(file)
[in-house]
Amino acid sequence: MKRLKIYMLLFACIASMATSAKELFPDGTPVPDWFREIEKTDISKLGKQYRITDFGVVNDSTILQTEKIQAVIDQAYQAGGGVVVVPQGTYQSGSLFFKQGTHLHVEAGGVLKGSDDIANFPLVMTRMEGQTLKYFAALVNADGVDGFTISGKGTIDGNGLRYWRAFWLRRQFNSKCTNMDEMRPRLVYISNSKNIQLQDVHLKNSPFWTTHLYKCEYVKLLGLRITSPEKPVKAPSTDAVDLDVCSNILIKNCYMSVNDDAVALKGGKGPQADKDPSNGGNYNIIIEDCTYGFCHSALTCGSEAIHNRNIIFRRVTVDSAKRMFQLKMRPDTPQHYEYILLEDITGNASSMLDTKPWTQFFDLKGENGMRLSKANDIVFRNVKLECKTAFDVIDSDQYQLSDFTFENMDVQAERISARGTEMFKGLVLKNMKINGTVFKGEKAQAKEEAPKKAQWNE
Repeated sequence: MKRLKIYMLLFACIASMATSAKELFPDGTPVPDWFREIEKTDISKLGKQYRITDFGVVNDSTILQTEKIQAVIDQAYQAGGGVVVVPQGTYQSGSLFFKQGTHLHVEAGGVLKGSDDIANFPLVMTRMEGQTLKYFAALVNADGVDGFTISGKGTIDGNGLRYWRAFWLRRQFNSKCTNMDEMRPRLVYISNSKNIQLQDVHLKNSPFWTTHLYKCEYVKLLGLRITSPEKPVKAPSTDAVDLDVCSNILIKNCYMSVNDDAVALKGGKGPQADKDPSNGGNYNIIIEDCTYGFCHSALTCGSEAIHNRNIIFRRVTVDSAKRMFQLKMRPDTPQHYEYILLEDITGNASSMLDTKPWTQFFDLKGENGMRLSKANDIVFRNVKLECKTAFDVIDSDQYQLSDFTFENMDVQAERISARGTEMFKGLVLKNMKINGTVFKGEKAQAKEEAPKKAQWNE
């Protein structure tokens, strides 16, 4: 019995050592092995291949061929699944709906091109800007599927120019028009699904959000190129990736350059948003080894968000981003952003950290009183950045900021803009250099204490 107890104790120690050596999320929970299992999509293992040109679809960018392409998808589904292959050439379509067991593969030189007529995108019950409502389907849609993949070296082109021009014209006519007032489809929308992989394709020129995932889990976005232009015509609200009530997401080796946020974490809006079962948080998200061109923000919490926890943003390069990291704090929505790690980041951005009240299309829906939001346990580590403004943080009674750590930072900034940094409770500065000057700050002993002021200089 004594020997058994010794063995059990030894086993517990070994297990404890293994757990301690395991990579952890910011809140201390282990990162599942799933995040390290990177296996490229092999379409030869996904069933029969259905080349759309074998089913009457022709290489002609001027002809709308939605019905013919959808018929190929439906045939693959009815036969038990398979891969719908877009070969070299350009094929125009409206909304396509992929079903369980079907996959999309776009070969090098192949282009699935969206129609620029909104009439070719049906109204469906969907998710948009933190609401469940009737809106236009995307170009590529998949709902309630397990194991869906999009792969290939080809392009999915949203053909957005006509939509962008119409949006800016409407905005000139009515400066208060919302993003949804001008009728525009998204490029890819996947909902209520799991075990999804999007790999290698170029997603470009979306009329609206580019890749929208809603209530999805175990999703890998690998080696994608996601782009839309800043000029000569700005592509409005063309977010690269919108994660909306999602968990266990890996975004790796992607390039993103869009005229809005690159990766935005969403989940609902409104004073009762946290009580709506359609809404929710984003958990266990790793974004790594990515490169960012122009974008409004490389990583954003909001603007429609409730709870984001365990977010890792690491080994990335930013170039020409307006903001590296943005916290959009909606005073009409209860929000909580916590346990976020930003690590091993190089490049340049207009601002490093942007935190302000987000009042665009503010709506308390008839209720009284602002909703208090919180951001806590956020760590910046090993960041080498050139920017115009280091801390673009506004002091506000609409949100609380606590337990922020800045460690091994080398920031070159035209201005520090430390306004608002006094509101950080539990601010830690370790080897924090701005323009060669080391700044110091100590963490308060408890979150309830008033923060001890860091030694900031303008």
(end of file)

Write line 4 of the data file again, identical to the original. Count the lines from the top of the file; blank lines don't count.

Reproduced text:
């Protein structure tokens, strides 16, 4: 019995050592092995291949061929699944709906091109800007599927120019028009699904959000190129990736350059948003080894968000981003952003950290009183950045900021803009250099204490 107890104790120690050596999320929970299992999509293992040109679809960018392409998808589904292959050439379509067991593969030189007529995108019950409502389907849609993949070296082109021009014209006519007032489809929308992989394709020129995932889990976005232009015509609200009530997401080796946020974490809006079962948080998200061109923000919490926890943003390069990291704090929505790690980041951005009240299309829906939001346990580590403004943080009674750590930072900034940094409770500065000057700050002993002021200089 004594020997058994010794063995059990030894086993517990070994297990404890293994757990301690395991990579952890910011809140201390282990990162599942799933995040390290990177296996490229092999379409030869996904069933029969259905080349759309074998089913009457022709290489002609001027002809709308939605019905013919959808018929190929439906045939693959009815036969038990398979891969719908877009070969070299350009094929125009409206909304396509992929079903369980079907996959999309776009070969090098192949282009699935969206129609620029909104009439070719049906109204469906969907998710948009933190609401469940009737809106236009995307170009590529998949709902309630397990194991869906999009792969290939080809392009999915949203053909957005006509939509962008119409949006800016409407905005000139009515400066208060919302993003949804001008009728525009998204490029890819996947909902209520799991075990999804999007790999290698170029997603470009979306009329609206580019890749929208809603209530999805175990999703890998690998080696994608996601782009839309800043000029000569700005592509409005063309977010690269919108994660909306999602968990266990890996975004790796992607390039993103869009005229809005690159990766935005969403989940609902409104004073009762946290009580709506359609809404929710984003958990266990790793974004790594990515490169960012122009974008409004490389990583954003909001603007429609409730709870984001365990977010890792690491080994990335930013170039020409307006903001590296943005916290959009909606005073009409209860929000909580916590346990976020930003690590091993190089490049340049207009601002490093942007935190302000987000009042665009503010709506308390008839209720009284602002909703208090919180951001806590956020760590910046090993960041080498050139920017115009280091801390673009506004002091506000609409949100609380606590337990922020800045460690091994080398920031070159035209201005520090430390306004608002006094509101950080539990601010830690370790080897924090701005323009060669080391700044110091100590963490308060408890979150309830008033923060001890860091030694900031303008």